Graduation Year


Document Type




Degree Granting Department


Major Professor

Susan C. McMillan, Ph.D., A.R.N.P

Committee Member

Cindy Tofthagen, Ph.D., A.R.N.P

Committee Member

Constance Visovsky, Ph.D, R.N


Neuroscience Nurses, pain comprehension, pain understanding, malignancy pain, AANN


Approximately 1.5 million people are diagnosed with cancer each year. Most of these people will experience pain at some point during or after their treatment. Areas of knowledge that nurses have been shown to have deficits in include assessment and pharmacological management. These types of issues can affect the treatment given to their patients. The purpose of this study is to evaluate the level of knowledge of cancer pain management in oncology and non-oncology nurses and how they compare with each other.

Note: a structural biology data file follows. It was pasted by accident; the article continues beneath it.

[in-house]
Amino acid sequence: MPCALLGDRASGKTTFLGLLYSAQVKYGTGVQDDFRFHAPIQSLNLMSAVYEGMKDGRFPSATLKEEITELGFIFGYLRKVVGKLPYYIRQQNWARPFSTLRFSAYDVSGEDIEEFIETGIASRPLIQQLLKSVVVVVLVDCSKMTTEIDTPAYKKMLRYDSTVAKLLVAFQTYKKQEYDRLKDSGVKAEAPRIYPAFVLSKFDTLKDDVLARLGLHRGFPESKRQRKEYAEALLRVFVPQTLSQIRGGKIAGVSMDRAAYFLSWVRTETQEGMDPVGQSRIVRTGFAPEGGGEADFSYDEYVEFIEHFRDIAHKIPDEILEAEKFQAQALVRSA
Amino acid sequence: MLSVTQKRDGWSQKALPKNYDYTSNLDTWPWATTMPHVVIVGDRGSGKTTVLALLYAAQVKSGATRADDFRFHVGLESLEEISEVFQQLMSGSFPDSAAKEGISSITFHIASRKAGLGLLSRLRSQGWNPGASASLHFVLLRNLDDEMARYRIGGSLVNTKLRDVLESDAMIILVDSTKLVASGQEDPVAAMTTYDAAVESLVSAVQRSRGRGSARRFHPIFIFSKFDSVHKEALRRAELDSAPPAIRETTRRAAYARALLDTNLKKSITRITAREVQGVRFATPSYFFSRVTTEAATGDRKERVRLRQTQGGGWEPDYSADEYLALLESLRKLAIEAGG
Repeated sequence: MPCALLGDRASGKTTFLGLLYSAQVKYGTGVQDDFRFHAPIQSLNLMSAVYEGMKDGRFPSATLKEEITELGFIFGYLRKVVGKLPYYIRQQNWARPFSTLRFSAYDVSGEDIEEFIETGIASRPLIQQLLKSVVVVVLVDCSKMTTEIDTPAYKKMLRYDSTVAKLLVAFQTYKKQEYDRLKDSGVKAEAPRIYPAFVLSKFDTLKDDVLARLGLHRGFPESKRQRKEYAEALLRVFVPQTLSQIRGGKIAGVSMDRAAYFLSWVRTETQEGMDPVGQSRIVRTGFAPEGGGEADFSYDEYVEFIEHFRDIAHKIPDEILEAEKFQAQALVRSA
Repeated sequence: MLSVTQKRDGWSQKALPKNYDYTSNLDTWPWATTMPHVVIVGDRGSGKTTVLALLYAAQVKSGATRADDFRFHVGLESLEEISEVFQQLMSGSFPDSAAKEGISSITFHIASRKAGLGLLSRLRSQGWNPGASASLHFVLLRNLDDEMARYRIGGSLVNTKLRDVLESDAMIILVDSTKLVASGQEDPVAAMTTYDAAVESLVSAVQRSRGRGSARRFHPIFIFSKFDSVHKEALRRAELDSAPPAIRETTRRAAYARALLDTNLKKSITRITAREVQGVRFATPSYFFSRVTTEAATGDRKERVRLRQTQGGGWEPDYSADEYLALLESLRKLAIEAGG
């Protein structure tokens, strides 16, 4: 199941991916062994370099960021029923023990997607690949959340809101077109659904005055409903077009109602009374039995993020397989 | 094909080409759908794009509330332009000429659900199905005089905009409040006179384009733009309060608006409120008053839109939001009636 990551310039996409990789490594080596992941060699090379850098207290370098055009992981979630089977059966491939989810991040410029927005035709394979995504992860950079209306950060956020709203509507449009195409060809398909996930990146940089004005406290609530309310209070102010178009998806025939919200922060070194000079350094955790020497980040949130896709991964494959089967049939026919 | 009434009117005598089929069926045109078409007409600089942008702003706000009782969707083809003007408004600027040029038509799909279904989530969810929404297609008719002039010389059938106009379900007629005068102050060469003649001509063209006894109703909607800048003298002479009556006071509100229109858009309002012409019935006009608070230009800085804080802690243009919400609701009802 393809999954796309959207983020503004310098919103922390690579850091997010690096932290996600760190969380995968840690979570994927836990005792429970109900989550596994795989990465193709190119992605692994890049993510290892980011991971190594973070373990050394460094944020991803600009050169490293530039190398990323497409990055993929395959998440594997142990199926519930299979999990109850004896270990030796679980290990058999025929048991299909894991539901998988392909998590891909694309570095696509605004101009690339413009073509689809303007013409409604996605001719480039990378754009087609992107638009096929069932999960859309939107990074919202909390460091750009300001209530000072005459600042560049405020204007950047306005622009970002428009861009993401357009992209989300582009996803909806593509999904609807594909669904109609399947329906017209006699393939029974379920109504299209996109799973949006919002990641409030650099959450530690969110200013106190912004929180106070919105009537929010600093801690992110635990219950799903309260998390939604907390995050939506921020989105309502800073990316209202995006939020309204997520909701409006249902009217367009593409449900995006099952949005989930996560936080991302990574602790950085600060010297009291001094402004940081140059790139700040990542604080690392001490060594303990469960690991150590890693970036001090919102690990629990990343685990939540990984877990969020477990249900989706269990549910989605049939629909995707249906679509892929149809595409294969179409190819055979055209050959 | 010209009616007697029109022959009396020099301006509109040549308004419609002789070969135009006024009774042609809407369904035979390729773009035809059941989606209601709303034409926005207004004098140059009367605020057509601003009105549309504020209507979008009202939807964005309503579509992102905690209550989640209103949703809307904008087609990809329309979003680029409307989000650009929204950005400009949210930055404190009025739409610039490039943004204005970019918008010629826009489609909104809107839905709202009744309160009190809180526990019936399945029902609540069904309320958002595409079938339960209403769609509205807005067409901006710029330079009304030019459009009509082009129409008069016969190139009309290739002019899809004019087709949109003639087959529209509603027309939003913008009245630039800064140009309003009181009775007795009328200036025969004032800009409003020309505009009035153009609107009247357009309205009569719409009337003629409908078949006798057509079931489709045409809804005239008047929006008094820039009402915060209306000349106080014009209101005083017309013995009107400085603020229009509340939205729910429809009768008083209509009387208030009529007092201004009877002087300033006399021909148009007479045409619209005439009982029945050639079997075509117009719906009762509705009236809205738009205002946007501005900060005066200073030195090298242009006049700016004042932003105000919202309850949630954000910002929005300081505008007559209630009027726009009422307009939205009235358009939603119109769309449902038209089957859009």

To study these variables, two instruments, the Pain Management Knowledge Test and a demographic survey, were distributed to all nurses during two nursing association meetings. Sixty nurses (30 from each association) chose to participate. Descriptive statistics from demographic data were used to analyze the current knowledge of oncology and non-oncology nurses while a t-test was used to determine if there was a significant difference in oncology verses non-oncology nurses knowledge of cancer pain management.

The oncology sample consisted of mostly baccalaureate degree nurses with a mean age of 49 with an average of 22 years experience and mostly worked as hospital bedside nurses. The non-oncology group consisted of an equal number of diploma/associate degree nurses and baccalaureate nurses with a mean age of 51 and an average of 25 years experience. Test scores showed that oncology nurses scored significantly higher on the Pain Management and Knowledge Test overall between the two groups (t=2.1, p=0.04).

While the oncology nurses have significantly better knowledge of cancer pain management, the overall scores were low for both groups. It is evident that nurses would benefit from additional education in cancer-related pain management in both continuing education programs as well as in schools of nursing as part of their curriculum.